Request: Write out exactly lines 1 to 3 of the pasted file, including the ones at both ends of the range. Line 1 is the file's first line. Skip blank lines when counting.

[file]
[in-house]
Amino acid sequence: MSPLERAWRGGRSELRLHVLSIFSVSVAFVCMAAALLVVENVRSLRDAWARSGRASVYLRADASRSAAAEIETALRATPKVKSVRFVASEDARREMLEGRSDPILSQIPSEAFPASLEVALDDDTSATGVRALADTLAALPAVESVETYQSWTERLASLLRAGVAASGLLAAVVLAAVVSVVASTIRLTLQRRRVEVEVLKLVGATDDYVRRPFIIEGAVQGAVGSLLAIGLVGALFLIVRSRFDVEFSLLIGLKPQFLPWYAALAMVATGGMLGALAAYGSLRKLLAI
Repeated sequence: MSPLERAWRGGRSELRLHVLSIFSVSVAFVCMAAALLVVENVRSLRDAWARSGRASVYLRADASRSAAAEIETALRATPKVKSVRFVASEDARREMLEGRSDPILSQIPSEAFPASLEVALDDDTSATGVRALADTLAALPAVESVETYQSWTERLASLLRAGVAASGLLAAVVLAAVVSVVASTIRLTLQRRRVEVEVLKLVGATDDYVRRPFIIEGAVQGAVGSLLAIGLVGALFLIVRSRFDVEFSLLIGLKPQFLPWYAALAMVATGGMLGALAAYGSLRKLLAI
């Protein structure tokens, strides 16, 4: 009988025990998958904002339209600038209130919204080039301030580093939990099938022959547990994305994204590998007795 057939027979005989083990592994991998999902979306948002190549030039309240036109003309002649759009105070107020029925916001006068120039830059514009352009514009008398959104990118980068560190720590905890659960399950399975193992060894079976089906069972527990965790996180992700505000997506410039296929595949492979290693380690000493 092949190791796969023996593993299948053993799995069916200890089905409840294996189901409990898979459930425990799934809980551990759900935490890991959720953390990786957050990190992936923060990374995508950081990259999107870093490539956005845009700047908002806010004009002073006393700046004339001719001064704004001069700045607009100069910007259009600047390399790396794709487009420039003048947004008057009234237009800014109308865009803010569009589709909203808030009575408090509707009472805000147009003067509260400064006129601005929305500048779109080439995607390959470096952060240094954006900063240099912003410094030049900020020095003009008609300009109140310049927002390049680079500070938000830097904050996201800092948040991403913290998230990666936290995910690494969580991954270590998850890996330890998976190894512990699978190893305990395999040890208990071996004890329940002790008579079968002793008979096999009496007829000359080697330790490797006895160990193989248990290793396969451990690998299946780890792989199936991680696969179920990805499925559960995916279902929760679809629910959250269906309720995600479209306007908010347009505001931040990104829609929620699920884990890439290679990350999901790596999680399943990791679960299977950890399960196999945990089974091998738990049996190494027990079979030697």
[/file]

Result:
[in-house]
Amino acid sequence: MSPLERAWRGGRSELRLHVLSIFSVSVAFVCMAAALLVVENVRSLRDAWARSGRASVYLRADASRSAAAEIETALRATPKVKSVRFVASEDARREMLEGRSDPILSQIPSEAFPASLEVALDDDTSATGVRALADTLAALPAVESVETYQSWTERLASLLRAGVAASGLLAAVVLAAVVSVVASTIRLTLQRRRVEVEVLKLVGATDDYVRRPFIIEGAVQGAVGSLLAIGLVGALFLIVRSRFDVEFSLLIGLKPQFLPWYAALAMVATGGMLGALAAYGSLRKLLAI
Repeated sequence: MSPLERAWRGGRSELRLHVLSIFSVSVAFVCMAAALLVVENVRSLRDAWARSGRASVYLRADASRSAAAEIETALRATPKVKSVRFVASEDARREMLEGRSDPILSQIPSEAFPASLEVALDDDTSATGVRALADTLAALPAVESVETYQSWTERLASLLRAGVAASGLLAAVVLAAVVSVVASTIRLTLQRRRVEVEVLKLVGATDDYVRRPFIIEGAVQGAVGSLLAIGLVGALFLIVRSRFDVEFSLLIGLKPQFLPWYAALAMVATGGMLGALAAYGSLRKLLAI